The Convergence of Extraordinary Forces

 Toucalit Benton
  11th-Feb-2009
Most people contend the current economic malaise that we're experiencing has something to do with the housing sector of the economy. I believe this notion is an adept recognition of the symptom rather than an acknowledgment of the true problem.

My views is that the banks are the problem and have been since the beginning. After all, homes could not have been bought if the easy financing wasn't available. Furthermore, homes could not have been built if it were not for the financing provided to the homebuilders through the capital markets and the banks. This lead me to the conclusion that the ebb and flow of bank deposits would be an indication of the overall pulse of the economy and the stock market.

To this end I have conjured up the Demand Deposits at Commercial Banks provided by the Board of Governors of the Federal Reserve System. In the chart below the increase in the Demand Deposits indicated a general instability in the banking system. The decline in the Demand Deposits indicates a high level of confidence in the banking system. While these ideas seem useful there seems to be an attempt to show correlation as causation which can be just as dangerous as mistaking the symptom as the problem. We forge ahead regardless.



The chart above shows that since September 2006 there is a parabolic increase of demand deposits at banks. This reflects part of the "flight to safety" that many are describing in the financial press. Flight to safety occurs when savers realize that investments carry unforeseen amounts of risk. According to David Marantette, parabolic moves up or down can only last for so long. The exhaustion of such moves can be attributed to entropy or the second law of thermodynamics.

Entropy is the change of energy from an orderly state to a state of dissipation or death. The parabolic rise in the last two years will have to break down at some point. In the case of Demand Deposits, what we should expect to happen is for the index to dramatically decline in an equally violent fashion. A good example can be found in the low of December 2000 until the peak of September 2001. That parabolic move was followed by a violent decline in the index from October 2001 until September 2002. The September 2002 bottom was offset by a violent rise until August 2003. After the August 2003 peak we see an "orderly" diffusion of the energy expelled during the period from December 2000 until August 2003.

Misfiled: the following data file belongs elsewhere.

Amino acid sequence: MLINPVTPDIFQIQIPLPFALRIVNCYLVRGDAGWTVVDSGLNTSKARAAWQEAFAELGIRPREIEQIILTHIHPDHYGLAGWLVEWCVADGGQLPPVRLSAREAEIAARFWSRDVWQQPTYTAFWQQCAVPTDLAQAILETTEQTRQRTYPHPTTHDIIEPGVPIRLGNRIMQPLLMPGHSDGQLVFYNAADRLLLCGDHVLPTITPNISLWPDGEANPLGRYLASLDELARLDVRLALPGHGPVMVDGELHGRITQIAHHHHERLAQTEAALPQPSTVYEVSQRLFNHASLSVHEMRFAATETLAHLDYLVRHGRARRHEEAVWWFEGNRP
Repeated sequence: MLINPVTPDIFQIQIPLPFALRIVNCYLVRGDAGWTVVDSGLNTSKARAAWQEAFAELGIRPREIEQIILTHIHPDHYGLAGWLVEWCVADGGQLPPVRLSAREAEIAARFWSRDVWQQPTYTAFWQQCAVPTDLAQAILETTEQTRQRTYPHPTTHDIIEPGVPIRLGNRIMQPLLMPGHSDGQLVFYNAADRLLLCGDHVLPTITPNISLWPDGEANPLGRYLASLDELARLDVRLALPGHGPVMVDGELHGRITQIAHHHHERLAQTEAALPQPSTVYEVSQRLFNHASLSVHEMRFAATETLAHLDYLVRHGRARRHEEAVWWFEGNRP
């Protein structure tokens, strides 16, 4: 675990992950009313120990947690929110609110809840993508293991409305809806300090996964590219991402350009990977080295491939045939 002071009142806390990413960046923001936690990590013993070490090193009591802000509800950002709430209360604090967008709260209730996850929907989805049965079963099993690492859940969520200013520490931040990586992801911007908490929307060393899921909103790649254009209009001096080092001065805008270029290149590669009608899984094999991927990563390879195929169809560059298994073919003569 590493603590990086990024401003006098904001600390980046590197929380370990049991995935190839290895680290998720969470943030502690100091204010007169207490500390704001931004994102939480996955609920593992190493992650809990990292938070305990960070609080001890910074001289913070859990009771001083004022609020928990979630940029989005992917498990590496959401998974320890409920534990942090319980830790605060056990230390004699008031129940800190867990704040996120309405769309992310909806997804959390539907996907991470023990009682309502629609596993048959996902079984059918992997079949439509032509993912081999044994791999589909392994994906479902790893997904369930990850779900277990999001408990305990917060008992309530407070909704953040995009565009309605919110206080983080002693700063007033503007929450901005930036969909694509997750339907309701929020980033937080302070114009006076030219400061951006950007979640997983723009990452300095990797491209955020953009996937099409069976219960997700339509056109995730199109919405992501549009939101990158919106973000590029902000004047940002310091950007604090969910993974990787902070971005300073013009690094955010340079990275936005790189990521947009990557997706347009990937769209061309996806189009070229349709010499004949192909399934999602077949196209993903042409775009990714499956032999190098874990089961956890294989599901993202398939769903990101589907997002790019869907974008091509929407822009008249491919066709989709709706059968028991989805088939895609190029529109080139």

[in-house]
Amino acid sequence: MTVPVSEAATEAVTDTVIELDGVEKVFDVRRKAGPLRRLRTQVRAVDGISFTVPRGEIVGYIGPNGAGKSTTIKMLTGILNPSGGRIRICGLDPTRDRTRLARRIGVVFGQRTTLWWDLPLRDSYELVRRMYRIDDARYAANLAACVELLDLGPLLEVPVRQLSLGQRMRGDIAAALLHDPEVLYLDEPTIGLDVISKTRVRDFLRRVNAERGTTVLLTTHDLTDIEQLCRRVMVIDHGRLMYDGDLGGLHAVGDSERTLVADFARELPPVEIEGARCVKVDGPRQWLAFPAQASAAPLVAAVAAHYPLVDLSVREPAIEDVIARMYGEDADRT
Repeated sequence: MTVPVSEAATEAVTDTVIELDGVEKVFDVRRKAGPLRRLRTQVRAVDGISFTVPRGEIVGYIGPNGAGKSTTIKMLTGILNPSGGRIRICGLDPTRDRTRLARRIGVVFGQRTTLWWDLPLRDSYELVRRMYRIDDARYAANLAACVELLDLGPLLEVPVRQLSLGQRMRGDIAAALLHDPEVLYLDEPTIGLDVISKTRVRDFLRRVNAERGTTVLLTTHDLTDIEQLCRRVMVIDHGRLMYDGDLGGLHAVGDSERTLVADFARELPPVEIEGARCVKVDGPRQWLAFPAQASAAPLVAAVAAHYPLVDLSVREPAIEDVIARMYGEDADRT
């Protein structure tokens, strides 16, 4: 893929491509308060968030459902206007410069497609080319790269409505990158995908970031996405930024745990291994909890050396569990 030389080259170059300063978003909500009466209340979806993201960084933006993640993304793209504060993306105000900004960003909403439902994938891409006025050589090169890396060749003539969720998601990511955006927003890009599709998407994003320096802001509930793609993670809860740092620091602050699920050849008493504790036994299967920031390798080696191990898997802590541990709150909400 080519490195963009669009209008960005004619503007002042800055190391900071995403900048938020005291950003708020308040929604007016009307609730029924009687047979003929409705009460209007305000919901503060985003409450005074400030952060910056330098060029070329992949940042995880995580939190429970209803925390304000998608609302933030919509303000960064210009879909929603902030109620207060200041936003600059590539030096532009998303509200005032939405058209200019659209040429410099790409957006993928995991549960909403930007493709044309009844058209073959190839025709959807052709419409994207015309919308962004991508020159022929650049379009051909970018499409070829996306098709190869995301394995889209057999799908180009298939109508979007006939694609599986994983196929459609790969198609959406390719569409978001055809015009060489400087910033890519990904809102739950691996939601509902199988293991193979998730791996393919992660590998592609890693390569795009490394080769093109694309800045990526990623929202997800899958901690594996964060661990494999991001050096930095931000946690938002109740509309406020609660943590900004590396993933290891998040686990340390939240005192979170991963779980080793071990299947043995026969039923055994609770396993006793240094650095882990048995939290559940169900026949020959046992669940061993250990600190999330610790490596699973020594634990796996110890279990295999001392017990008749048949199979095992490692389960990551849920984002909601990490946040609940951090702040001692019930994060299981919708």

If the stock market is a leading indicator for the economy then it would appear that the Dow Jones Industrial Average anticipated the end of the volatility in the Demand Deposits by hitting bottom in October 2002. From October 2002 the Dow Jones Industrial Average increased from the level of 7286. 27 to the high of 14,164.53 in October of 2007, an increase of 94%.

Not only does entropy seem to be at work with the Demand Deposits, cycles seem to be playing a prominent role in the action of this index. Of the last cycle bottoms since 1959 the average cycle lasted about 5.6 years. Half of the cycle bottom, to find where the top would occur, is equal to 2.8 years. If projected from the September 2006 low, we would expect the most recent rise to peak around June of 2009. The next bottom in the index projected to take place around April 2012.

Finally, seeing this index nearly triple it's move beyond the normal peak from periods past leads me to think reversion to the mean. At the very least this index should fall to the level of the previous high. The current level is at 59% year-over-year percentage change while the previous peak was at 13.6%, a decline of 76%.
The impact of all this information is that starting in June 2009 the stock market will either hit bottom and go higher or trade in a wide range until April 2012. Afterwards the market would head lower in a fashion similar to what we've seen in the last 2 years. Touc.

Toucalit Benton

www.dividendinc.blogspot.com

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Domain: Electronics
Category: Business
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